Ruangkrai is just stirring up trouble for no reason. The lese majeste law is there to protect the monarchy, which is the cornerstone of our nation. These MPs were simply doing their job by considering legislative changes. It’s a democratic process.

    • FreedomVoice February 4, 2024

      It’s precisely because of voices like Ruangkrai that Thailand can hope for a more democratic future. The lese majeste law has been controversial for suppressing freedom of speech. It’s about time it was reconsidered, and these MPs are brave for taking a stand.

      • SiamPatriot February 4, 2024

        But at what cost? The monarchy has been a unifying symbol for Thailand for centuries. Weakening the lese majeste law could invite disrespect and destabilize our social fabric. Not everything in the name of democracy is good.

    • BangkokBarry February 4, 2024

      Ruangkrai’s move isn’t about democracy or free speech. It’s a calculated attack on the opposition. He knows perfectly well that challenging the monarchy in Thailand is a red line for many. This is politics, not a quest for justice.

  2. TruthSeeker February 4, 2024

    This issue goes beyond politics. It’s about human rights and the ability to express oneself freely. Thailand has been criticized internationally for its use of the lese majeste law to silence critics. It’s time we reevaluate its impact on society.

    • Loyalist4Ever February 4, 2024

      Human rights don’t mean you get to insult and undermine key institutions. Western concepts can’t always be applied in Thailand. We need to respect our own culture and traditions, including the monarchy.

  3. JonnyTech February 4, 2024

    It’s fascinating to see how this battle is playing out in the legal arena. Ruangkrai leveraging the Constitutional Court’s ruling is a smart move, but it could backfire. The NACC might not see enough grounds for action, leaving this more about public opinion than legal outcomes.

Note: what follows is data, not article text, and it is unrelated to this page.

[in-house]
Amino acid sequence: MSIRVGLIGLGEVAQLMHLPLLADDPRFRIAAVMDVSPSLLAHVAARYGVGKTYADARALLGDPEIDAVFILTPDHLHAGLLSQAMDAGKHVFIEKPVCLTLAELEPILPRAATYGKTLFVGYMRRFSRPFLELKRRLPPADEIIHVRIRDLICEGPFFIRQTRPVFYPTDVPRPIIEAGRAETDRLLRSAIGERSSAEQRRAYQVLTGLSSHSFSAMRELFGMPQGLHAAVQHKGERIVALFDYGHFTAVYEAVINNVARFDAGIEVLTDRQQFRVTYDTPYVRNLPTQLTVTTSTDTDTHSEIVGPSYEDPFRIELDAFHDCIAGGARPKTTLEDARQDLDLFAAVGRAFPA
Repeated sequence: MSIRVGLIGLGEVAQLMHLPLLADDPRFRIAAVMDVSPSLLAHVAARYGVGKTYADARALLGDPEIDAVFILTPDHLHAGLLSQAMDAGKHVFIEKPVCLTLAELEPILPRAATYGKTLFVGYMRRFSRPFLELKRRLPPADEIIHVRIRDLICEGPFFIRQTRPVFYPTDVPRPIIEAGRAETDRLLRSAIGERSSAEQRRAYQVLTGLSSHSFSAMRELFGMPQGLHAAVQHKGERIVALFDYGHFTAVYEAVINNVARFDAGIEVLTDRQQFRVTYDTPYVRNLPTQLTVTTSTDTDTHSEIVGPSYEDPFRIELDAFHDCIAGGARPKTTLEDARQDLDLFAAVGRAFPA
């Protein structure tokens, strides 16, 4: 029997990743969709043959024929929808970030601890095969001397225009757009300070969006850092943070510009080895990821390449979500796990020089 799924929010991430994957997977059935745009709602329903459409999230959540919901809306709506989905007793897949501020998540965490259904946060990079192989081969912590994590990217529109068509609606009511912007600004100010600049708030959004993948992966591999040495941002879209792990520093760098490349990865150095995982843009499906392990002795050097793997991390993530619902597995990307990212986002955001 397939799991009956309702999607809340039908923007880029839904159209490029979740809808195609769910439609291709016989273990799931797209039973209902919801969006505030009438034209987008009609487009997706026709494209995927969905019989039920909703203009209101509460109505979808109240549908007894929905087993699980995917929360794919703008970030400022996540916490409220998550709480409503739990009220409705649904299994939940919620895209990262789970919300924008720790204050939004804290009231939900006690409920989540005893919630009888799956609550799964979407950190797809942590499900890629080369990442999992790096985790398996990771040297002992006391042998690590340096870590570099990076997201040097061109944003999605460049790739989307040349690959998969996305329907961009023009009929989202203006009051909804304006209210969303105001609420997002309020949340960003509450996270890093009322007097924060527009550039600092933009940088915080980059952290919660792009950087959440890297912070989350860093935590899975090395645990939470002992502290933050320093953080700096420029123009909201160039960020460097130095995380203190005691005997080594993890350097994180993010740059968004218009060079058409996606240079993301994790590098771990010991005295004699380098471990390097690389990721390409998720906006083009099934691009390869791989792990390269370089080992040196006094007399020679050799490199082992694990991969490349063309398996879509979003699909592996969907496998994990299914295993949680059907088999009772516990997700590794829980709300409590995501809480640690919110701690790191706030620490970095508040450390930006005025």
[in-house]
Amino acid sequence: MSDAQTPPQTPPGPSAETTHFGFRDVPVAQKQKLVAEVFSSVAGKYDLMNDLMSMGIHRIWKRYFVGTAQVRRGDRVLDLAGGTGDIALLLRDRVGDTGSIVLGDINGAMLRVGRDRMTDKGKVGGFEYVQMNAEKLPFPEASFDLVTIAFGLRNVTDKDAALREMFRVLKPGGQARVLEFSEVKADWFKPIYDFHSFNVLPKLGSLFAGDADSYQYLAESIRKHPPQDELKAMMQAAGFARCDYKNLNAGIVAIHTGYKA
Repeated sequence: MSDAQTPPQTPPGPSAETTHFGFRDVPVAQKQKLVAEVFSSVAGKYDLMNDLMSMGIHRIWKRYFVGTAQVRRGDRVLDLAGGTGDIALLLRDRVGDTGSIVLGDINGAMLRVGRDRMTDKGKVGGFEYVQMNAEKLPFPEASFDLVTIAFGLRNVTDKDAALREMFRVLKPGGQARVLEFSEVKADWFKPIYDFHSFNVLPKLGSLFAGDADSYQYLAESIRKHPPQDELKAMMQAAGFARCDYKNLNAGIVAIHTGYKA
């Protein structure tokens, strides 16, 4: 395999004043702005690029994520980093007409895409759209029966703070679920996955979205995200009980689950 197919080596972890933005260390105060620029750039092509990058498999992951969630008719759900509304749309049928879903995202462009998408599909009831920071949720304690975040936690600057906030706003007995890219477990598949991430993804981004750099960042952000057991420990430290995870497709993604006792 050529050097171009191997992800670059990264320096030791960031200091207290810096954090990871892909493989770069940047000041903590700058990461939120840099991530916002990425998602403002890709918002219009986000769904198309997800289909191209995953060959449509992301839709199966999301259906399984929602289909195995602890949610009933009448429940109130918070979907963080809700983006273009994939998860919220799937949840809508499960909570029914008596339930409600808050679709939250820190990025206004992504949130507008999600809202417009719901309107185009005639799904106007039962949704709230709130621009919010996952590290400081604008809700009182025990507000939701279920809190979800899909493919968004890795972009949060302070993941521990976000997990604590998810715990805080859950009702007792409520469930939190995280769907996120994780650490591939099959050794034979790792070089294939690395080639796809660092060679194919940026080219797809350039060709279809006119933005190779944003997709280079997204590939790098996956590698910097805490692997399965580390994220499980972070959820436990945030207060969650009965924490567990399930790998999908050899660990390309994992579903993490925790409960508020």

• LegalEagle February 4, 2024

      Indeed, JonnyTech. However, the constitutional and legal precedents set by this case could have long-lasting implications for Thai politics. It’s not just about this particular law but how laws are made and challenged. It’s a litmus test for the judiciary’s independence.

  4. PeacefulWarrior February 4, 2024

    Ruangkra’s actions could be seen as a wake-up call for Thailand. While respecting tradition, we must not shy away from progressing and evolving our laws to reflect current values. This case could be a pivotal moment in Thai history.

  5. OldSchool February 4, 2024

    Why fix what isn’t broken? The lese majeste law serves its purpose. All this talk about change is just Western influence trying to undermine Asian values. Ruangkrai should focus on real issues, not creating division.

    • NewGeneration February 4, 2024

      But it is broken, @OldSchool. Numerous human rights organizations have pointed out the misuse of the lese majeste law to suppress opposition. Thailand deserves a law that protects dignity without curbing free speech.

  6. NerdyBird February 4, 2024

    Isn’t it interesting how this one law is at the center of so many conflicts? It seems like the lese majeste law is not just a legal issue but a symbol of the broader struggle between tradition and modernity in Thailand.

    • Historian101 February 4, 2024

      Exactly, NerdyBird. This law encapsulates the tension between preserving historical institutions and adapting to contemporary democratic ideals. It’s a microcosm of Thailand’s broader societal challenges.